Crawling assay

A crawling assay was performed as described previously [60] with some modifications. Flies carrying w; UAS-dUbqnIR107–494/+;elav-GAL4 were cultured at 28 °C with instant Drosophila medium containing two concentrations of insect and insect-derived product samples (Supplementary Table S1 and S2). Flies carrying w; UAS-GFPIR/+;elav-GAL4/+, (control flies) and w; UAS-dUbqnIR107–494/+;elav-GAL4 (untreated flies) were cultured at 28 °C with instant Drosophila medium. Larvae at the third instar wandering stage were collected and washed with phosphate-buffered saline (PBS) to remove food traces. Larvae were then transferred into a 15-cm Petri dish containing 2% (w/v) agarose at a density of two larvae per plate. A 1-min video was acquired with a digital camera. Recorded videos were then converted to the AVI type using a MOV to AVI converter (Pazera Jacek, Poland) and analyzed by ImageJ software with the wrMTrck plug-in to track larval movement and draw motion paths.

Larval learning assay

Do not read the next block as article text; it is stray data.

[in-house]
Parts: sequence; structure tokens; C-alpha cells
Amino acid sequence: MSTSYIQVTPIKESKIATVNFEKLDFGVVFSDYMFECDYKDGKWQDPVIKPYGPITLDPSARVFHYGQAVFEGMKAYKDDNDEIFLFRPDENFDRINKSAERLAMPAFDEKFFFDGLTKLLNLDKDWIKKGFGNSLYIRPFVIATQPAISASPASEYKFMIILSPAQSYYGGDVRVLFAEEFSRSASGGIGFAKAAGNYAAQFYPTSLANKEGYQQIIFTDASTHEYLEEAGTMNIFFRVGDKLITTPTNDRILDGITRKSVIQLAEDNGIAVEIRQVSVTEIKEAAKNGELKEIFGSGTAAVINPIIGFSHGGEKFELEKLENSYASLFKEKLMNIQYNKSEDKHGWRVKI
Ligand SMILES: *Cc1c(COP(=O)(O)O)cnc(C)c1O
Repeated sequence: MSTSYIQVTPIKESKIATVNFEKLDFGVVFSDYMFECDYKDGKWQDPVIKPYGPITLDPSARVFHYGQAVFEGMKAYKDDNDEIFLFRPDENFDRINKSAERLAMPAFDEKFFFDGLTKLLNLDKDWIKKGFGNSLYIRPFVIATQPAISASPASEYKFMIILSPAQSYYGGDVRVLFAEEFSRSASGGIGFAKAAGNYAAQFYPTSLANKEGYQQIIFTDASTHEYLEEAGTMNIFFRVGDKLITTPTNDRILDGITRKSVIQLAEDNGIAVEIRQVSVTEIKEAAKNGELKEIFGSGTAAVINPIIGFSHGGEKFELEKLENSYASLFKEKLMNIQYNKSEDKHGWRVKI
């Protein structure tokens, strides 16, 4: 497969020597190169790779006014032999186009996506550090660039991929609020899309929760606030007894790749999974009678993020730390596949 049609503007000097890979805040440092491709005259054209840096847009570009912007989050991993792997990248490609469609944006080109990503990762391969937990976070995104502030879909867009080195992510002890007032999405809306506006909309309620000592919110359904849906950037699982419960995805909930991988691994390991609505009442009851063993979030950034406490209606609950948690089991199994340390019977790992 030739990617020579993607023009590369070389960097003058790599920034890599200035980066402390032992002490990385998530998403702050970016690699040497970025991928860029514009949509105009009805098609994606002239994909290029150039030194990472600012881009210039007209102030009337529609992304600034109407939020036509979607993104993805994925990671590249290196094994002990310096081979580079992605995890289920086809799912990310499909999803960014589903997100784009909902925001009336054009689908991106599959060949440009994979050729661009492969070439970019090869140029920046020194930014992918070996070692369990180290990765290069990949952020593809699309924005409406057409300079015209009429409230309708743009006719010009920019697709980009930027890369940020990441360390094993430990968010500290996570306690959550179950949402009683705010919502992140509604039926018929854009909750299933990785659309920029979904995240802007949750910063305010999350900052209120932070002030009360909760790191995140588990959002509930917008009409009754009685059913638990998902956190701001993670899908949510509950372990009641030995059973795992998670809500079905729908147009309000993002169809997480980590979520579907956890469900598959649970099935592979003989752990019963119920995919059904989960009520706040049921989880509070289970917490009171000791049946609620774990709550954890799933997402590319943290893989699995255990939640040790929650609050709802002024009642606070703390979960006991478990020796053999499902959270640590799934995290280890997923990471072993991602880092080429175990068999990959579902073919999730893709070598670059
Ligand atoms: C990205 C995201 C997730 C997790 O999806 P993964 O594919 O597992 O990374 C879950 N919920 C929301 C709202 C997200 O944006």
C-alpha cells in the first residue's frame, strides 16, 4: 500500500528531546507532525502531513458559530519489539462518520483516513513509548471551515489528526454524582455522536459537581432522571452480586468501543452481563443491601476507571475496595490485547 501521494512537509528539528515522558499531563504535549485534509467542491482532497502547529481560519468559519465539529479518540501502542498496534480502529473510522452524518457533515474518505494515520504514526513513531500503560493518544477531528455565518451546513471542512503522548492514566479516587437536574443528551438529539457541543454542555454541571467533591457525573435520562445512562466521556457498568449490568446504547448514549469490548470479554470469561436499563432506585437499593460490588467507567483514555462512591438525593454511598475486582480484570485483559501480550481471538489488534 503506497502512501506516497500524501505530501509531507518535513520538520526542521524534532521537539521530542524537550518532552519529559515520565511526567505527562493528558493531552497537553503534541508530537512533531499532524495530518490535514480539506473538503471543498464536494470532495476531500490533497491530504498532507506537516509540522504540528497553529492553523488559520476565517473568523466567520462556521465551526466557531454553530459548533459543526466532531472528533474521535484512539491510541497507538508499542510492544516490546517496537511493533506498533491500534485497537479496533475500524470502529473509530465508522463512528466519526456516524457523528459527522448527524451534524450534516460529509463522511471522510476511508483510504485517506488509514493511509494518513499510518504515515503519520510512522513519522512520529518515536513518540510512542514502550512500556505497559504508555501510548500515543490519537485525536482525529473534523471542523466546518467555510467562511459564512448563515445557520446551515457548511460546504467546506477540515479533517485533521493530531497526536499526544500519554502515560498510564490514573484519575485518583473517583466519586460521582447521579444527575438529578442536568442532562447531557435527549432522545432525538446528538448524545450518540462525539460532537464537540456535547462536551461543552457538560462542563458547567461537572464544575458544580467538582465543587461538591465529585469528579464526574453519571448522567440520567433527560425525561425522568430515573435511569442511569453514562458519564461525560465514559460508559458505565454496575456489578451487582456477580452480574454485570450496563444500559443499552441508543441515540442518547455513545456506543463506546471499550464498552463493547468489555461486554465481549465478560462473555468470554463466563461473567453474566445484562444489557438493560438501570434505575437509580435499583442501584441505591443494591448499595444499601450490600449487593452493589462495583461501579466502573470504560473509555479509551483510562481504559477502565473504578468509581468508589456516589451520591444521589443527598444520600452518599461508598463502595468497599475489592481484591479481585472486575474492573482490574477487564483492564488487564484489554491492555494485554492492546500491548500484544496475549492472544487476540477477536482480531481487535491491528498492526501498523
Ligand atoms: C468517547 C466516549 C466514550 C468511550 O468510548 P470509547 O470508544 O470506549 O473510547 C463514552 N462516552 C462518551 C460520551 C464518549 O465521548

Third instar larvae earlier than the wandering stage were trained and tested for odor-taste learning performance according to previously described protocols [54], in which experiments were conducted on assay plates. Based on the results of locomotive abilities, we selected three treatments (coffee honey (1% v/v), A. dorsata melittin (0.5 μg/ml), and wasp powder (2 mg/ml)) for larval learning ability experiment. Flies carrying w; UAS-dUbqnIR107–494/+;elav-GAL4 were cultured at 28 °C with instant Drosophila media containing different tested samples (coffee honey (1% v/v), A. dorsata melittin (0.5 μg/ml), wasp powder (2 mg/ml)). Flies carrying w; UAS-GFPIR/+;elav-GAL4/+, (control flies) and w; UAS-dUbqnIR107–494/+;elav-GAL4 (untreated flies) were cultured at 28 °C with instant Drosophila medium. The learning assay is based on two phases. A group of larvae was firstly exposed to n-amyl acetate (AM; Merck, Darmstadt, Germany) in the presence of a reward (2 M sucrose, SUC) and then 1-octanol (OCT; Sigma, Steinheim, Germany) in the absence of SUC. This training was defined as AM+/OCT, with “+” indicating the reward. Reciprocal training was then carried out. The group of larvae was sequentially exposed to OCT in the presence of SUC and then AM in the absence of SUC. This training is defined as OCT+/AM. To allow flies to make an association between AM or OCT and the reward (SUC), five minutes of each training were performed and repeated three times. Each odorant used in the experiments (OCT and AM) were prepared by loading ten μl onto a 200 μl-PCR tube (perforated lid) with 7 holes and placed on the opposite site inside the Petri dish. Undiluted OCT was used, while AM was applied at a 1:50 dilution with liquid paraffin. Eighteen larvae for each corresponding training (AM+/OCT and OCT+/AM, respectively) were then divided into three groups. Each group of larvae (n = 6) was tested by exposure to AM and OCT, which were deposited on the opposite ends of each test plate in the absence of SUC, for four minutes. Memory ability was evaluated by comparing the preference for the reward odorant against that for the no reward one. The preference indexes were used to calculate a learning index (LI).